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The first Critics’ Choice Television Awards, held June 20, 2011, made it the new kid on the TV kudosfest block.
An offshoot of the Critics’ Choice Awards, which honors movies, it was conceived to broaden the reach of the Broadcast Critics Association and muscle in on the territory of the Television Critics Association. The ceremony, hosted by Cat Deeley, was held at the Beverly Hilton and live-streamed on VH1. Two days later, an edited version aired on ReelzChannel. One of the categories was “most exciting new series,” and it featured eight honorees (Smash and Alcatraz among them) but no winners. (The category was retired in 2016.) All of that said, some very deserving awards were handed out at the first ceremony, including best drama series to Mad Men, AMC’s stylish hit set in the New York City advertising world of the 1960s.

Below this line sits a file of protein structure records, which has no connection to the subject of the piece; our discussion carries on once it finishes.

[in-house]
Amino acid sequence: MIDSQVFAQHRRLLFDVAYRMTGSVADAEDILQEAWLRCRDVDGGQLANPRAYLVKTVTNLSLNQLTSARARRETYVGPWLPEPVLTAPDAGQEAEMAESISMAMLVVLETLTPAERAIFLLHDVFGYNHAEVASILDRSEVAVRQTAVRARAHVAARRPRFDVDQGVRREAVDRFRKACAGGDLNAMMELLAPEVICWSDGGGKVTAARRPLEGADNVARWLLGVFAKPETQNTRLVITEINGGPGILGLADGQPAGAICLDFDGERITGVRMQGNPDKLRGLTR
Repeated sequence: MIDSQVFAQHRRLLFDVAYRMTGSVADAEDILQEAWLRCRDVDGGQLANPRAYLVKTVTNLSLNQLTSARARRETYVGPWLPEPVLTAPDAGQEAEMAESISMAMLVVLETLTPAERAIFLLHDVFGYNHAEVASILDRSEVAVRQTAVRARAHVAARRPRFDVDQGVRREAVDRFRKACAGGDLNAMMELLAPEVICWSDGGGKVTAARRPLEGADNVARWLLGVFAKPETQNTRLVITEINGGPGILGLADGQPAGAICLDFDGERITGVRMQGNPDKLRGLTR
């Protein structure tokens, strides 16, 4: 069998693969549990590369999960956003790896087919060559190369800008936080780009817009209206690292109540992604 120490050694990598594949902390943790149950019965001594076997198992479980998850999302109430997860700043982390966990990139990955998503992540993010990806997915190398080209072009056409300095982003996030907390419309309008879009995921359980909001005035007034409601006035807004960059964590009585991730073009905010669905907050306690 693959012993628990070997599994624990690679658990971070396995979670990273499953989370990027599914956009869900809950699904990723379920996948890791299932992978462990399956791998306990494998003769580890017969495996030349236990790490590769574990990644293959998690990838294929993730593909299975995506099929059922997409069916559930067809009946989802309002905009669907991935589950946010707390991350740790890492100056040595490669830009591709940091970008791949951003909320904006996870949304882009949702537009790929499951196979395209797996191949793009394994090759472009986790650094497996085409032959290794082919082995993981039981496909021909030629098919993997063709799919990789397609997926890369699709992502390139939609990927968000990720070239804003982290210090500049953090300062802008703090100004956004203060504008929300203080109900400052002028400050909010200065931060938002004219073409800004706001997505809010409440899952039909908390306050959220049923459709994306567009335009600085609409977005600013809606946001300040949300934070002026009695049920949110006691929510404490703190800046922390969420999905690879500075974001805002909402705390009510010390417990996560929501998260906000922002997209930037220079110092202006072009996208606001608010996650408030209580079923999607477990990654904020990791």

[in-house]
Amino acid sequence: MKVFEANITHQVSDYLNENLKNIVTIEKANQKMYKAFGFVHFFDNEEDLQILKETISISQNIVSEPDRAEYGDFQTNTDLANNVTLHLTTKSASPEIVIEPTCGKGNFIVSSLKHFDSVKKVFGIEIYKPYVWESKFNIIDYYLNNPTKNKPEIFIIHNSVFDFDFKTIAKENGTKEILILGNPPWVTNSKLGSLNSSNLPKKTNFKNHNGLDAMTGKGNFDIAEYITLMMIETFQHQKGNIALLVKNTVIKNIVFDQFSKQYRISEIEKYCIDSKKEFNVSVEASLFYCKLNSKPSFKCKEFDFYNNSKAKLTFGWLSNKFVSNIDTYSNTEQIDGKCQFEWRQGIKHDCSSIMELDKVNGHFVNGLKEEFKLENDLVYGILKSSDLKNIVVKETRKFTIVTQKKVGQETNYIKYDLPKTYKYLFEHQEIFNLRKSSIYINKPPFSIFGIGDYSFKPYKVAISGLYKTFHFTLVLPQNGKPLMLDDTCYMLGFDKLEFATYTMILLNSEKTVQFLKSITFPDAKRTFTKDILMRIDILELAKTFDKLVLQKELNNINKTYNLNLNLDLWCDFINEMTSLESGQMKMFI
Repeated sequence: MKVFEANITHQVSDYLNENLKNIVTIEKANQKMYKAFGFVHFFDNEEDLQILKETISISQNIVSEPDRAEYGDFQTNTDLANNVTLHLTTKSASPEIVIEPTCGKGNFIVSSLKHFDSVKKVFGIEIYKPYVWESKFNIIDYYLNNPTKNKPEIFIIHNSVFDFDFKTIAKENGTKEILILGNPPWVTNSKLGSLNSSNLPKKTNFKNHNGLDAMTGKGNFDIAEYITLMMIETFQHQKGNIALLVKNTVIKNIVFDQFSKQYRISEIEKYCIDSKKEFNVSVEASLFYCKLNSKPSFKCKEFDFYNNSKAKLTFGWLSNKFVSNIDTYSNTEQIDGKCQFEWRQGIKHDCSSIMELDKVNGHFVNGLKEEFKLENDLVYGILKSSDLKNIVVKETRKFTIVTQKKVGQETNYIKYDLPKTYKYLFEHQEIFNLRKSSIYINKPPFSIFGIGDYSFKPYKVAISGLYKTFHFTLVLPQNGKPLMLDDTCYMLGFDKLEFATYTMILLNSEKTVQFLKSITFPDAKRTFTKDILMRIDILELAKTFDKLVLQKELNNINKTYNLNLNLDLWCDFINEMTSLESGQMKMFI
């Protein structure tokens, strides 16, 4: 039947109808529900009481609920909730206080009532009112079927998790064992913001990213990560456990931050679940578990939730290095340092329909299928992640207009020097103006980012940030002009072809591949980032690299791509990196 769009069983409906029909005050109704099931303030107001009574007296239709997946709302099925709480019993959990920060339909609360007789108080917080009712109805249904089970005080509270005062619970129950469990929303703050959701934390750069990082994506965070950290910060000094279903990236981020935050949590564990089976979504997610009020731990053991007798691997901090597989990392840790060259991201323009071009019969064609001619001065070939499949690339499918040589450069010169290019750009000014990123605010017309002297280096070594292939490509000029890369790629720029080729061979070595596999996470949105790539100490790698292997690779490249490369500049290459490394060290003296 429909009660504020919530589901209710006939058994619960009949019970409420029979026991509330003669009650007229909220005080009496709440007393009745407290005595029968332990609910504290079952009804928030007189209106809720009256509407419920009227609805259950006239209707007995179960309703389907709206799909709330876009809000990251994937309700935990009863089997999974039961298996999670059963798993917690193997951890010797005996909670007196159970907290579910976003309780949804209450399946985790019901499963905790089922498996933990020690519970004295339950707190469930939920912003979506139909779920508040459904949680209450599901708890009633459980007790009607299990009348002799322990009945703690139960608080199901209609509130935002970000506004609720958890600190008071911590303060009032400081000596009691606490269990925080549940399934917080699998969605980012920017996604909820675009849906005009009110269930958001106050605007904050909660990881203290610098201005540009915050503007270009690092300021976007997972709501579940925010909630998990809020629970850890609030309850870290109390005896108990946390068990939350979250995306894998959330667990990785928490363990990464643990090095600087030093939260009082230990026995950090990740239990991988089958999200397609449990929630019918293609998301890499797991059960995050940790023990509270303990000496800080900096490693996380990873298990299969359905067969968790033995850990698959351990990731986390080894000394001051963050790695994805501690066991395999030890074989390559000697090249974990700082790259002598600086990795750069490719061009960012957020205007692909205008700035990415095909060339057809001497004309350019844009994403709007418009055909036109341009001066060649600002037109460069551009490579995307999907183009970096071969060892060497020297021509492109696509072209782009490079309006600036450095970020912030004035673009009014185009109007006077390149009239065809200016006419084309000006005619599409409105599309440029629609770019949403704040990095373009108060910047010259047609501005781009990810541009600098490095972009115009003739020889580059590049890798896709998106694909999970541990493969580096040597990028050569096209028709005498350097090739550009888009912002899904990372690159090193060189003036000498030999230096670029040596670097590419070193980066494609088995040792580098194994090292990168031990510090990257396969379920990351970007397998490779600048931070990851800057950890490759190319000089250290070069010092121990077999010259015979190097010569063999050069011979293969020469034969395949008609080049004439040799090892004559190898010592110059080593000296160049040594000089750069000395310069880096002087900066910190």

Accepting the award was series creator Matthew Weiner, then 45, who played to the crowd by saying, “Like a TV critic, I’m a champion of the underdog.” Mad Men was the evening’s biggest winner, taking home three trophies that night, including those for best actor (Jon Hamm) and best supporting actress (Christina Hendricks) in a drama series.
Ahead of the ceremony, the Broadcast Critics Association had touted itself as the best predictor of Oscars and therefore was sure to be the best predictor of Emmys. And true enough, Mad Men went on to win outstanding drama series at the Emmys that year. (It was the third year in a row it won that prize, making it a safe bet.) Backstage at the Critics’ Choice TV Awards, Weiner and Hamm spoke to journalists about the upcoming season five, which was to feature an episode helmed by Hamm — his directorial debut.
In that episode, “Tea Leaves,” Jones’ Betty Draper is reintroduced having gained significant weight. The development required the actress to wear a fat suit, which Weiner had pitched to her beforehand to hide her real-life pregnancy. Years later, Jones recalled to THR her reaction to his idea: “I just loved it. … I’m game for things like that.”
This story first appeared in a November stand-alone issue of The Hollywood Reporter magazine. To receive the magazine, click here to subscribe.
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